Donald Trump & His History of Casinos

Trump-speaking. (Credit:
Trump-speaking. (

One man is on everyone’s lips at the moment whether it be associated with good or bad words, and that man is the Republican nomination candidate for the 2016 US Presidential election, Donald Trump. The businessman might be currently known for his activity in politics but he has a long and turbulent relationship with the casino industry.

Casino Purchases

Trump’s involvement with casinos started back in the 1980s when he made moves to purchase properties on the famous Atlantic City boardwalk. The outspoken casino magnate was awarded his first casino license by the New Jersey Control Commission on 15th March, 1982. The initial plan had been for Trump to build and open his own casino in the city. However, Trump became involved in a venture with the Harrah’s-owned Holiday Inn Casino Hotel. In 1986, just two years after the venue had opened, Trump became a majority shareholder in the venue and re-named it Trump Plaza Hotel and Casino.


The Atlantic City Hilton Hotel and Casino and Taj Mahal were also purchased by Trump during the mid-1980s for a combined fee of $555 million with the venues being re-named as the Trump Marina and Trump Taj Mahal respectively.

In 1995, Trump Hotels and Casino Resorts was established as a public trading company by Trump and the company bought both the Trump Castle and Trump Taj Mahal from Trump himself for a total value of $1.38 billion.

Just one year later, Trump Hotels and Casino Resorts officially opened Trump World’s Fair. This was a casino that was positioned close to the prestigious Trump Plaza. It only lasted a few years with plans to replace it with a larger project.

The 21st century then began with another Trump Hotels and Casino Resorts acquisition when the company confirmed a management deal to take over the running of the Spotlight 29 Casino in Coachella, California.

Financial Woes

The casinos owned by Trump Hotels and Casino Resorts have been exposed to the rollercoaster financial track record of the company. The company, in its various guises, has filed for Chapter 11 bankruptcy protection on four separate occasions. This has happened in 1991, 2004, 2009, and 2014.

It was the bankruptcy issues of 2004 that saw the company officially change its name from Trump Hotels and Casino Resorts to its current operating name of Trump Entertainment Resorts. Unfortunately, this name change did not end the financial uncertainty surrounding the company and its number of projects.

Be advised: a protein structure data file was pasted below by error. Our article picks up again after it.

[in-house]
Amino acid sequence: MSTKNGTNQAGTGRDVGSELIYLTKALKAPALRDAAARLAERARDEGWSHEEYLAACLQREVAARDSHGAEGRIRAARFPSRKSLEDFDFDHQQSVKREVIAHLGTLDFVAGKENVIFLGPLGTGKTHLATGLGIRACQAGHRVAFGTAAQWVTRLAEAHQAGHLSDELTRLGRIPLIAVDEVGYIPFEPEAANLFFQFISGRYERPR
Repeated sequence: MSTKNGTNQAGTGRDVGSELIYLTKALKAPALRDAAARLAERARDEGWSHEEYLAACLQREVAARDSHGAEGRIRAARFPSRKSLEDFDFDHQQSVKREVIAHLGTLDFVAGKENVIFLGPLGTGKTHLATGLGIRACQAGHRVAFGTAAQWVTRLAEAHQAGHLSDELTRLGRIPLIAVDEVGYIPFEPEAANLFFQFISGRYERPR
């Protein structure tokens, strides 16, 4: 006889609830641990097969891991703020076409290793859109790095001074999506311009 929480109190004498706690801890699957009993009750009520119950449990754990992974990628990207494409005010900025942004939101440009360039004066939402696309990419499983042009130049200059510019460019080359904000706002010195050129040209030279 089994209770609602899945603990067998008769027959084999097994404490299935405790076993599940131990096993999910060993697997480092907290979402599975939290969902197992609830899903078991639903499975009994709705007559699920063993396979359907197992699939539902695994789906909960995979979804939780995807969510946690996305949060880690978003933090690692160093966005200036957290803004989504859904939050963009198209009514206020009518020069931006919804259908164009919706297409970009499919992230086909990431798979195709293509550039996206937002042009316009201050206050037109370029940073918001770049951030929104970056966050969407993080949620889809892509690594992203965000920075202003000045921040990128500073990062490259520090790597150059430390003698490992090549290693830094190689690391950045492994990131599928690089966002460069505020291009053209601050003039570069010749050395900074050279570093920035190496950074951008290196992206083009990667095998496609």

The 2009 bankruptcy filing saw the company owing a staggering $1.2 billion with many questioning just how the company could recover from such a debt. A deal was struck with two debt holders to reorganize the company. This resulted in an investor partnership involving Andrew Beal, owner of Beal Bank who were owed $500 million by the company, and Carl Icahn taking over the company as Avenue Capital Management, with Trump being handed 5% stock and an additional 5% for the company to keep the use of his brand name.

Casino Sales

The following years saw Trump Entertainment Resorts try to sell off a number of assets including Trump Marina in 2011 to Landry’s Restaurants, the operators behind the Las Vegas-based Golden Nugget Casino, and Trump Plaza in 2013 to the Mereulo Group, that owns the Grand Sierra Resort in Reno, Nevada.


However, the proposed sale of Trump Plaza for $20 million was later rejected by Icahn because he held the mortgage for the casinos under the Trump Entertainment Resorts umbrella and he did not feel the sale was a reasonable fee. This was a blow for the company that had hoped the sales would reduce the company’s debt to $270 million.

The 2014 filing for bankruptcy saw a motion put forward by union group UNITE HERE. The US Court of Appeals eventually ruled in favour of Trump Entertainment Resorts against UNITE HERE at the beginning of 2016. This was a major landmark that could now change the balance of power between debtor employers and their union groups.

The Current State of Play

Trump’s involvement in Trump Entertainment Resorts is now minimal. He is basically earning money from his brand name but even that is beginning to lose weight. Trump Entertainment Resorts only owns one Trump-branded casino and that is the Trump Taj Mahal in Atlantic City, New Jersey.

The company’s former properties include Trump Plaza in Atlantic City, New Jersey, Spotlight 29 Casino in Coachella, California, Trump Casino in Gary, Indiana, Trump Marina in Atlantic City, New Jersey, and Steel Pier in Atlantic City, New Jersey.

Even though Trump is now battling his way to compete for the White House he still leaves a huge footprint on the US casino industry. He revolutionised land-based casino gaming in New Jersey with his purchase and sale of properties in Atlantic City. His influence has been so largely felt that his name is almost synonymous with the gambling destination.

However, his brand name might be getting more exposure in politics but it has almost completely vanished from the casino industry landscape. It is only a matter of time before Trump Entertainment Resorts either looks to sell on Trump Taj Mahal or makes moves to have it re-branded. Trump may well have his supporters within the Republican party but his name does not hold as much punching power as it used to in the gambling world. In fact, it has now become associated with grand promises that have resulted in failure and financial turmoil. Trump was a brand that was respected but that is no longer the case.